Getting that Cannabis Card

So if a person qualifies for a Florida medical marijuana card because they have a diagnosis of skin cancer, how do they move forward towards actually getting a card? There are a few simple steps.

Obtain Your Medical Records

The first thing needed is a copy of your medical records. Most doctors who recommend cannabis will require you to document the fact that you have or had cancer or some other qualifying condition. Recommending doctors are generally not able and willing to make a primary diagnosis – you should not go to them if you think “maybe I have cancer.”   But once you are diagnosed, they can put you into the state MMJ registry.

Medical records can be sent either directly to the patient, or to the doctor. I had them sent to me because I wanted to read over them first, and because I hadn’t yet decided on a doctor.

The records from your regular doctor may not have all the detail that is on the records from your dermatologist. If you plan on qualifying for a medical marijuana card based on skin cancer, your records from the skin doctor are most important. But get both to provide to your cannabis doctor – they need to understand you as a patient.

Some patients who have had suspicious moles removed fall into a category referred to as ‘dysplastic’ – this is generally considered pre-cancerous. Dysplastic moles (or nevii) are not normal, but they are not cancerous.  These indicate higher risk for future skin cancers.  Dsyplastic nevii alone are probably not enough to qualify for medical cannabis – a diagnosis of actual cancer is probably needed.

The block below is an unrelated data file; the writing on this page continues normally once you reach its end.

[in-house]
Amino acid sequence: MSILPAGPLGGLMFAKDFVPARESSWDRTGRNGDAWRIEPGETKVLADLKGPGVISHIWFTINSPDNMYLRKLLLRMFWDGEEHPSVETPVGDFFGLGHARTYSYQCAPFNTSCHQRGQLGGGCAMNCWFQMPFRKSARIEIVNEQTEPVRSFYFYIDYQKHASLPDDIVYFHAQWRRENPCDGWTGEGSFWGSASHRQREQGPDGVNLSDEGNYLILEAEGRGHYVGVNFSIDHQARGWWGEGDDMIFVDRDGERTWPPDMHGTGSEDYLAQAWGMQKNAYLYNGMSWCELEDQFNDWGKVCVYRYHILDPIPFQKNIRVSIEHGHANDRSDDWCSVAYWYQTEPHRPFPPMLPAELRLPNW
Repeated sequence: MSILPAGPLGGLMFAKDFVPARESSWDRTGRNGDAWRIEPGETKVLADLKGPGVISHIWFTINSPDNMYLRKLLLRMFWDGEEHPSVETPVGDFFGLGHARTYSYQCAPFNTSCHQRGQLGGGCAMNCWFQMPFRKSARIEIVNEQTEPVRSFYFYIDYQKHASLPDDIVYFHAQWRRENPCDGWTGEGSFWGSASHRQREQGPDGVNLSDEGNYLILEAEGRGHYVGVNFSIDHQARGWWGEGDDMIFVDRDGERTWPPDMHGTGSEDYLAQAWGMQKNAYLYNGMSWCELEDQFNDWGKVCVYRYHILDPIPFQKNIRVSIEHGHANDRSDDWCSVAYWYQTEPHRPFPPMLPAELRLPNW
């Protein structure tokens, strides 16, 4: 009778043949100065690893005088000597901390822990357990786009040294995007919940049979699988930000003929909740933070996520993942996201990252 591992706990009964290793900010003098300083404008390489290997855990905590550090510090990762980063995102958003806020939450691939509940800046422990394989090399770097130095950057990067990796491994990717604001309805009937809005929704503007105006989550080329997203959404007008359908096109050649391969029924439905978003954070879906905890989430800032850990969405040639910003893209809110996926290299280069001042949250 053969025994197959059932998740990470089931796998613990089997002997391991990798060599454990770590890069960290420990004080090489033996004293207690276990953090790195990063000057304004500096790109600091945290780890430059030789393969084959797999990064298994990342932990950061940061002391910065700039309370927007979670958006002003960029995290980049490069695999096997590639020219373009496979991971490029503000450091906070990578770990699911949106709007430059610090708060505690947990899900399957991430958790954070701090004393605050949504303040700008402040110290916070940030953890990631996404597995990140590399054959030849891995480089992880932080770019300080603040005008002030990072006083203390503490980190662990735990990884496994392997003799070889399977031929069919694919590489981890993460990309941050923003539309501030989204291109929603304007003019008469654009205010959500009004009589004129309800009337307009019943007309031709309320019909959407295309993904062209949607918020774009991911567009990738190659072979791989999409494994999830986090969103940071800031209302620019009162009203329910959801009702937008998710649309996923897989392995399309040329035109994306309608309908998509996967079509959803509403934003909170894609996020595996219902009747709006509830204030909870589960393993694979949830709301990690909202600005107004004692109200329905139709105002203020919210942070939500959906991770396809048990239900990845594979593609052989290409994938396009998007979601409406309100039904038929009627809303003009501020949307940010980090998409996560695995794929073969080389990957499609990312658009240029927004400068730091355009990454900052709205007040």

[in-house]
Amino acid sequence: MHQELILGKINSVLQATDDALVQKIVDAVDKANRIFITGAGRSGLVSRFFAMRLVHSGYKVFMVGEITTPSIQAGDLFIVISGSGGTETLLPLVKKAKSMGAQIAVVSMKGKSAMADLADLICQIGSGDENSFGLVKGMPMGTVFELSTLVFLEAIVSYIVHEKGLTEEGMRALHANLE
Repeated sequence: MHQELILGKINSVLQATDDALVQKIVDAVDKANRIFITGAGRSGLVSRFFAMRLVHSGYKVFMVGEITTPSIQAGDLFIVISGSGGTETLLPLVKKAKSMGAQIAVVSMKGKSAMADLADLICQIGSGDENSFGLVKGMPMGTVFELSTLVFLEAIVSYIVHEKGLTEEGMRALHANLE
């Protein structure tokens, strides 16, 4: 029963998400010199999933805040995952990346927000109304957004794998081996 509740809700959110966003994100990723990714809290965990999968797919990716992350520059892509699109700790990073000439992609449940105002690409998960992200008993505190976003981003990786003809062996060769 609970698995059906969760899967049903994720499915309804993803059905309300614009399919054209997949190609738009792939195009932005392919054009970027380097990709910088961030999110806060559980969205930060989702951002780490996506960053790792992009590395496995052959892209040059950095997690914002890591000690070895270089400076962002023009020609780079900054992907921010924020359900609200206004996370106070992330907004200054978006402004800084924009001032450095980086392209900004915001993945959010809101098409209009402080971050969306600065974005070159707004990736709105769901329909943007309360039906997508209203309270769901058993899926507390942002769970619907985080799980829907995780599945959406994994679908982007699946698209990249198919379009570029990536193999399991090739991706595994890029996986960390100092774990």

Find a Doctor

Under Florida’s current system,  MDs and DOs (medical doctors and osteopathic doctors) are allowed to make recommendations for cannabis.  But first, they need to pay the State of Florida a fee, take an online course, pass an exam, and then they get permission.  And many doctors who work in hospitals or medical school clinics are limited or prohibited by their employers from using this form of medicine.  Bottom line is that there are bureaucratic roadblocks and hoops to jump through, and fewer than 2000 of the state’s physicians can give cannabis cards in mid 2018. So you will probably have to find another doctor.

One way to find an MMJ doctor is to use the list published by the Florida Department of Health (DOH!). Check to see if your family doc is already on the list (unusual, but it happens). Then find a doctor near you.  Start calling, and ask lots of questions. Some doctors might not accept new patients, and others only accept certain types of patients (some neurologists might not accept cancer patients, for example). Some doctors are reluctant to accept new patients if they are only interested in a MMJ card.